TechSmith Jing is a screen capture tool that both teachers and students can use to capture images and create short videos on their computer.
What you can do with TechSmith Jing
TechSmith Jing is a screen capture tool that takes a photo or video of whatever’s on your computer screen.
To capture an image of something on your computer, you simply select the appropriate area of your screen and click a button. You can also highlight or add shapes and text with the screen capture tools.
To capture a video, when you press record, the program records your voice and whatever’s happening on your screen at the same time. For example, if you click on a holiday photo, talk about it and then click on another photo and talk about it, this is exactly what the program will capture.
You can then click and share your image or video via Screencast.com, or save to your computer and share by email or on your school learning management system (LMS). With images, you can also copy and paste into another document (e.g. Word) before sharing.
Anything you capture with TechSmith Jing is saved in your history, so you can reuse it at a later date.
How to exploit TechSmith Jing
For me, the screen capture tool is the most useful. If you want to label an image for a vocabulary lesson (e.g. furniture in a room), then this program is an effective one to use. Learners could also capture images and add text captions and labels, for example: This is a picture of my town; cathedral; market; etc.
In terms of video capture, both teachers and students can use TechSmith Jing. Blended learning and the flipped classroom are increasingly popular, and screen capture is one of the best ways for the teacher to create videos that explain language points. Also, as the tool records what’s on your screen, you can show learners how to use other online tools. The teacher can then share the video online for homework or as part of an online component of a course. By asking learners to watch these videos outside class time, it allows more time in class for checking understanding and practising language. It also provides support for learners who want to review the language at a later date, and can encourage learner independence.
Teachers may also want to consider using TechSmith Jing to create oral feedback on written work. By displaying the written work on the screen and then capturing it while you mark the work, you can explain why you’re making corrections or why parts of the text work well. I personally feel that I can give clearer, deeper and more effective feedback using a screen capture tool, if only to save my poor writing hand. And now that I’m used to using programs like this, I can do it more quickly too.
Students can also use TechSmith Jing to create their own videos, which they can share with you or with each other. They can present and talk about images (e.g. Cambridge English: First Speaking exam practice, a presentation of holiday photos or storytelling). They can show features of their favourite website or they can practise a presentation that they’re soon going to give in class. I like asking my students to record themselves and then listen to identify their strengths and weaknesses. This helps with personalised goal setting as learners become more aware of their skills.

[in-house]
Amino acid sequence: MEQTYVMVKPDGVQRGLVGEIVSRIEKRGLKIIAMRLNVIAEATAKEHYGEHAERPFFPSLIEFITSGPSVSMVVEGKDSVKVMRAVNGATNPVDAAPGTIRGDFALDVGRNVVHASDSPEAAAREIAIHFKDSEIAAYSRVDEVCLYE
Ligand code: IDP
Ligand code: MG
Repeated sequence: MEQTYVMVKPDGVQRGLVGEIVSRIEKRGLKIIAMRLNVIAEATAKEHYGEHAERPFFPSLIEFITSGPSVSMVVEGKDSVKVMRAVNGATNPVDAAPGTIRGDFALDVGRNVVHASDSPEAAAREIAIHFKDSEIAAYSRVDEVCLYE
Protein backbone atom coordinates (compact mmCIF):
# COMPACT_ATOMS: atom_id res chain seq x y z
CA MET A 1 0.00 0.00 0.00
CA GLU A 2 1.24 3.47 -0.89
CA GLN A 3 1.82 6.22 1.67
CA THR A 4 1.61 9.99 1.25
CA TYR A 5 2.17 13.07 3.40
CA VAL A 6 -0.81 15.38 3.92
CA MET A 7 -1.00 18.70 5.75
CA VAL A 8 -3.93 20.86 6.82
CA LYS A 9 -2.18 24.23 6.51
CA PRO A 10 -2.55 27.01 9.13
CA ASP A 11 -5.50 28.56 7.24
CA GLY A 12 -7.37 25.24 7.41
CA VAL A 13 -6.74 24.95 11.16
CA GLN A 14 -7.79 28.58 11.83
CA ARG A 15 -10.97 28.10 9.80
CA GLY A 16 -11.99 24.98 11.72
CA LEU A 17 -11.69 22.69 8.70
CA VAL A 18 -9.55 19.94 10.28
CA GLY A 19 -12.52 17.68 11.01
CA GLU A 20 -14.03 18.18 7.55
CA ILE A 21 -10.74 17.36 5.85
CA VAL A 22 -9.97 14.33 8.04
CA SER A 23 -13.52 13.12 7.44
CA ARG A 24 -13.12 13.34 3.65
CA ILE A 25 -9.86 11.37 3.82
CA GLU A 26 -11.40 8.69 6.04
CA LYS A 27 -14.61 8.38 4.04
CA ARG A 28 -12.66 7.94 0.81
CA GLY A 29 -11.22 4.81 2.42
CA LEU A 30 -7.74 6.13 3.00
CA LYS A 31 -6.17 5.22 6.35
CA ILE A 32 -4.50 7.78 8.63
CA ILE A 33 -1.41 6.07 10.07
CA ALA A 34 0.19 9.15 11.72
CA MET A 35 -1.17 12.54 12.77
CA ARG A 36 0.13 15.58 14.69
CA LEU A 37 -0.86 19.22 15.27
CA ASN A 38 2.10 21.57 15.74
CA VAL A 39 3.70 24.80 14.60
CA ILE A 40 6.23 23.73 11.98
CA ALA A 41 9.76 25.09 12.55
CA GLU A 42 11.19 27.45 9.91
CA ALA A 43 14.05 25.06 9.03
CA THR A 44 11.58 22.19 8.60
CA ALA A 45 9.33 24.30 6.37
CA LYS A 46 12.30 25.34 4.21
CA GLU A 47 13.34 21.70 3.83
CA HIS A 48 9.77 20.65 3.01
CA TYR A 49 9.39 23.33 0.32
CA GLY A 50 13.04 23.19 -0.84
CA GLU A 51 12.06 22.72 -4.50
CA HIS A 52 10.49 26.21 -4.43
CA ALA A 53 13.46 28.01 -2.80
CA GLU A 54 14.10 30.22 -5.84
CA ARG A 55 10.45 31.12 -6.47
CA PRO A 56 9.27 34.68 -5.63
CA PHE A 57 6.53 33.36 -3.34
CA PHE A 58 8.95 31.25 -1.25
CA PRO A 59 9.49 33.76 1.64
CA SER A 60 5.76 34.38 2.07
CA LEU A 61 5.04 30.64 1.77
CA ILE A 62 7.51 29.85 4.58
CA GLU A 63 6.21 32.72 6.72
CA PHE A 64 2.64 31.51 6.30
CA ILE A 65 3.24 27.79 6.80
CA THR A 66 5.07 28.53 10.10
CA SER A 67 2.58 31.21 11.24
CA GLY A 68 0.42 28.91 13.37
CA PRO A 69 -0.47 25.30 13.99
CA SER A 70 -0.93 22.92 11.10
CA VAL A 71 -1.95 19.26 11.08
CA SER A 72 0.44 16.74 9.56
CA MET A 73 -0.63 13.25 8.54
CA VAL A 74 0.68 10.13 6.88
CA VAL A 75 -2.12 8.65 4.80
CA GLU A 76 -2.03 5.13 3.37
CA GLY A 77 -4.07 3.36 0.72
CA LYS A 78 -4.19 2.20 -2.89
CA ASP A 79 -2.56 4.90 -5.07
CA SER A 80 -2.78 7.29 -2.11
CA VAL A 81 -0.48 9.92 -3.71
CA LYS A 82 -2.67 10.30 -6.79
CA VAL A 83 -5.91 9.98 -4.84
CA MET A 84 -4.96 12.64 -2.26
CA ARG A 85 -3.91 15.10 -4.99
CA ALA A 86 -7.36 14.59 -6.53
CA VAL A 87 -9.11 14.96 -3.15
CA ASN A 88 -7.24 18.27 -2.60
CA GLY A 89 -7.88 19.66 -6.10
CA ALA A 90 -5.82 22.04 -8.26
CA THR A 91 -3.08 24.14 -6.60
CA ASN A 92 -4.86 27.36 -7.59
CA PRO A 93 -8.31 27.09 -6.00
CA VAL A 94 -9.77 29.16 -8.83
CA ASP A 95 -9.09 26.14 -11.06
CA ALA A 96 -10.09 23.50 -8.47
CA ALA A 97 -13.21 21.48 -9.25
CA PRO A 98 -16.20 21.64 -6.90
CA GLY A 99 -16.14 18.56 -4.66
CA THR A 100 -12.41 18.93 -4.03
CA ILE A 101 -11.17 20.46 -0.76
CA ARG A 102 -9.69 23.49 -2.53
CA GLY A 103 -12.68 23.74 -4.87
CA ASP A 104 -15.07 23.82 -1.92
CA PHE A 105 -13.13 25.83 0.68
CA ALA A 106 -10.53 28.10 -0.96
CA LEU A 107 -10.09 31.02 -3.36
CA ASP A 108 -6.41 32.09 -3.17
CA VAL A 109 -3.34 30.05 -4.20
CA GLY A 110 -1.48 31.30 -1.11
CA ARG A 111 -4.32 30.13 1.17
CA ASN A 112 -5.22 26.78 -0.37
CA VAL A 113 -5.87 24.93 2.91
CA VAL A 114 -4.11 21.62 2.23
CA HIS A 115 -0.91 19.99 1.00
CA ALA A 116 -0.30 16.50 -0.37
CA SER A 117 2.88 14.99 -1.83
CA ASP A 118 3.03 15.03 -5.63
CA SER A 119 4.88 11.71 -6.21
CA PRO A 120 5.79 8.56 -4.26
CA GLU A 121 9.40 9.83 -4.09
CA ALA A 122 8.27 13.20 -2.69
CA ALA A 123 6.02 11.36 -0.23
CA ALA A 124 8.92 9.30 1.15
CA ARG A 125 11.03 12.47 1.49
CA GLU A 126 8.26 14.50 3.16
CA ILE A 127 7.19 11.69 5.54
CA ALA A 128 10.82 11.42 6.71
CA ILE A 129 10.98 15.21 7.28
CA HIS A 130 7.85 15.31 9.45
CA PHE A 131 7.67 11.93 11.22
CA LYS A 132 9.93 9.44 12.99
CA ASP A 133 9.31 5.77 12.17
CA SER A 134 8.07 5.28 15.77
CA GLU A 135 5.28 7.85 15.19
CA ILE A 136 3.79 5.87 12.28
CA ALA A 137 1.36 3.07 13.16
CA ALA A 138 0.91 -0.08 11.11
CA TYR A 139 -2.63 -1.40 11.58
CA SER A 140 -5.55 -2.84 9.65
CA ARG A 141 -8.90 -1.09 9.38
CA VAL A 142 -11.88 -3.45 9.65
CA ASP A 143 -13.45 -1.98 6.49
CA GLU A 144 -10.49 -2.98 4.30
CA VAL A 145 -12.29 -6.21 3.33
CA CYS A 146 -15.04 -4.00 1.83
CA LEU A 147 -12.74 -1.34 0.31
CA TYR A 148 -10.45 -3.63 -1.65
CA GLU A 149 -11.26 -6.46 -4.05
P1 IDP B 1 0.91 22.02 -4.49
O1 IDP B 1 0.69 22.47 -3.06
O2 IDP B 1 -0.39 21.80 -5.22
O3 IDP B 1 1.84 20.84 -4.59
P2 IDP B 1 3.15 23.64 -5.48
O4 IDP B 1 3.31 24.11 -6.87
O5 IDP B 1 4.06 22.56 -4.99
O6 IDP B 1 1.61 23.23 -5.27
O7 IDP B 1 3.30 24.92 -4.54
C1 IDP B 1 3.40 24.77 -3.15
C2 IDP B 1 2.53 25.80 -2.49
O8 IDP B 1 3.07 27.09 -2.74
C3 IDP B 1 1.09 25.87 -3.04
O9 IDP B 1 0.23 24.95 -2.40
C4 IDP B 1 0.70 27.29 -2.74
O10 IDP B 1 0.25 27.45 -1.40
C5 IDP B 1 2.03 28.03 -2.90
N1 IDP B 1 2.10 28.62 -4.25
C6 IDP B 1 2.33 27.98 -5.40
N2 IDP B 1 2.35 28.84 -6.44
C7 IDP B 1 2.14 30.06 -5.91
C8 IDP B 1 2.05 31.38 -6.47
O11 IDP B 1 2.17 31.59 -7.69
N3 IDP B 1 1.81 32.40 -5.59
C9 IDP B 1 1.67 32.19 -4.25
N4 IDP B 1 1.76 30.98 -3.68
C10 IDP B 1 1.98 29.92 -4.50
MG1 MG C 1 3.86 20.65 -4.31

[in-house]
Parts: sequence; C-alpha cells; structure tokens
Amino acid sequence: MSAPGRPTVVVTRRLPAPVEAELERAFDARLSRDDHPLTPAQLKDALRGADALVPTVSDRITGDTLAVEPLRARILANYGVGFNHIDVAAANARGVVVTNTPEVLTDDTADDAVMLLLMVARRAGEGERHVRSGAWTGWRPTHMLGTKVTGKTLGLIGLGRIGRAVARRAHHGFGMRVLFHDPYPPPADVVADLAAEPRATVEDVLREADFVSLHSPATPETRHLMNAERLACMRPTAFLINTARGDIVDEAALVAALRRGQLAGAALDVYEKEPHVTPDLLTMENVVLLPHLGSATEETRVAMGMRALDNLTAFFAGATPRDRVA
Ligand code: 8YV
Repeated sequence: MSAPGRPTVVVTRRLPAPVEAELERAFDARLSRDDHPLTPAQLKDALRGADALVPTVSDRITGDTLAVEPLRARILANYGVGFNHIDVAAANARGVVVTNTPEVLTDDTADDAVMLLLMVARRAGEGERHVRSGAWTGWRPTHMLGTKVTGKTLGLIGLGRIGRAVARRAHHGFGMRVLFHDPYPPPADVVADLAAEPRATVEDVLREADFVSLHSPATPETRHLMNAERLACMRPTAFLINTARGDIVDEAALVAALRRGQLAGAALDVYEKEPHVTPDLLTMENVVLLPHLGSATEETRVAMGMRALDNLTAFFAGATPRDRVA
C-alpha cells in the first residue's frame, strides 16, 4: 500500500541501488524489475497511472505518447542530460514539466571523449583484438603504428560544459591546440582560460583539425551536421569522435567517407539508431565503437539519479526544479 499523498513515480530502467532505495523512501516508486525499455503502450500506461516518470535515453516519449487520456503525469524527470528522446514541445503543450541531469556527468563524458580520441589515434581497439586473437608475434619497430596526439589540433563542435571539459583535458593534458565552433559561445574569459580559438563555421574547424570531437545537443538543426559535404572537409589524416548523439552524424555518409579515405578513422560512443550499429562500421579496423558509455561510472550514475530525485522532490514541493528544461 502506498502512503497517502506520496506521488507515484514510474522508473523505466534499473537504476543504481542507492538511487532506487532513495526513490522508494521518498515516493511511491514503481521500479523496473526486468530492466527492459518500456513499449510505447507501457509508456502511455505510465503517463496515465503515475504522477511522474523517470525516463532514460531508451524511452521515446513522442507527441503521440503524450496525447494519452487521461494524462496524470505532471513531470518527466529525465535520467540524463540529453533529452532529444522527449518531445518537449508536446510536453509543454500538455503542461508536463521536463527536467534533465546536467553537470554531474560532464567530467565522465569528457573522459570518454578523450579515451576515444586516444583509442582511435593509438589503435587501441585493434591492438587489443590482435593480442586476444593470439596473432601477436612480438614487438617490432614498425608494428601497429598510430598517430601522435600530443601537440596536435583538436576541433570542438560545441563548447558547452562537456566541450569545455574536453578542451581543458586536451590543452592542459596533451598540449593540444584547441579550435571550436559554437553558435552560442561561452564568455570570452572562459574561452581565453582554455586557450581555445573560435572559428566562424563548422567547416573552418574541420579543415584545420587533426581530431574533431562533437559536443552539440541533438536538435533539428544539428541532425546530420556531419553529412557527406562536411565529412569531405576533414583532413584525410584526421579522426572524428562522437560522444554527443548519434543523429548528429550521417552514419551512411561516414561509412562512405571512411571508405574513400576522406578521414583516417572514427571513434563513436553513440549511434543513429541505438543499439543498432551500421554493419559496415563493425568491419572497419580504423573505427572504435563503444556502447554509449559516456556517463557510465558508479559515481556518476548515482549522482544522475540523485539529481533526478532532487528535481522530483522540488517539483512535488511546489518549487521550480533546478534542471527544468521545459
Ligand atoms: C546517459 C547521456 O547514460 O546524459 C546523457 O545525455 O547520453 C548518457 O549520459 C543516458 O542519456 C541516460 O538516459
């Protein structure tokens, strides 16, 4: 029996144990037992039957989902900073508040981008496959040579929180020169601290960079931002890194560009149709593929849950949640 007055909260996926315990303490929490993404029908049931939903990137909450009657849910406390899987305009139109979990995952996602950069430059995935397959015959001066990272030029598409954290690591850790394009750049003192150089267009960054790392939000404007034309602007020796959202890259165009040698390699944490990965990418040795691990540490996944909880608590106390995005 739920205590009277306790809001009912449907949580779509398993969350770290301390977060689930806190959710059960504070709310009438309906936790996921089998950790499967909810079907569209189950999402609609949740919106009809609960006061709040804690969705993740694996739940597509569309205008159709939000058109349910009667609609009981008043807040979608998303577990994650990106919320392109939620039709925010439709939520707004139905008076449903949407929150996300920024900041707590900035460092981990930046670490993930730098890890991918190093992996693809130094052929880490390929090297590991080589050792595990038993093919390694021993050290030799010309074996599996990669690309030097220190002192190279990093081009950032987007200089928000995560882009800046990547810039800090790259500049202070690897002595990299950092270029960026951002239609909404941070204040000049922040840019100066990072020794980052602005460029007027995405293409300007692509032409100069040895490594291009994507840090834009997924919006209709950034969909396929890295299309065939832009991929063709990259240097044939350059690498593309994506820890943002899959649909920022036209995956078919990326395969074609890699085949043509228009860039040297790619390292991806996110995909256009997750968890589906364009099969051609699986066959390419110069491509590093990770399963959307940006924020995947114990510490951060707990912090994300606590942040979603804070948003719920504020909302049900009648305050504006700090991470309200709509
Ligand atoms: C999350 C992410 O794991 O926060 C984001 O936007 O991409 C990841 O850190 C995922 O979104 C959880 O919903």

Practicalities and limitations
TechSmith Jing is a free downloadable program that requires you to sign up. If you want students to use it, they’ll need access to the program and to sign up too. The program allows you to make videos of up to 5 minutes and you can’t edit videos within the program.
If you share using the Screencast.com website you can share large files easily. Your videos are private and can only be seen when you share the link to the image video with your student(s). This option is the most beneficial because video is saved as an swf file, not as an mp4 file. Students will need Adobe Flash Player to view videos or anything you share via Screencast.com, which means they can’t access them on some devices (e.g. Apple).
TechSmith Jing is a very useful tool for capturing images and videos of your computer screen quickly and simply, but it does have some limitations. You might consider a paid-for tool if you want to save videos as mp4 files or record and edit longer videos.
- Share and add text to images of what’s on their computer screen.
- Record themselves speaking, presenting or reflecting on strengths and weaknesses.
- Watch teacher-created presentations at home to learn about language, skills, topics and more.
- See and hear the teacher giving detailed feedback on their work.
- Create videos that explain language points for online components of blended learning courses or flipped learning.
- Support weaker learners who need to review language at home.
- Provide detailed, more personalised spoken feedback on written work.
- Speed up your feedback on written work (with practice)!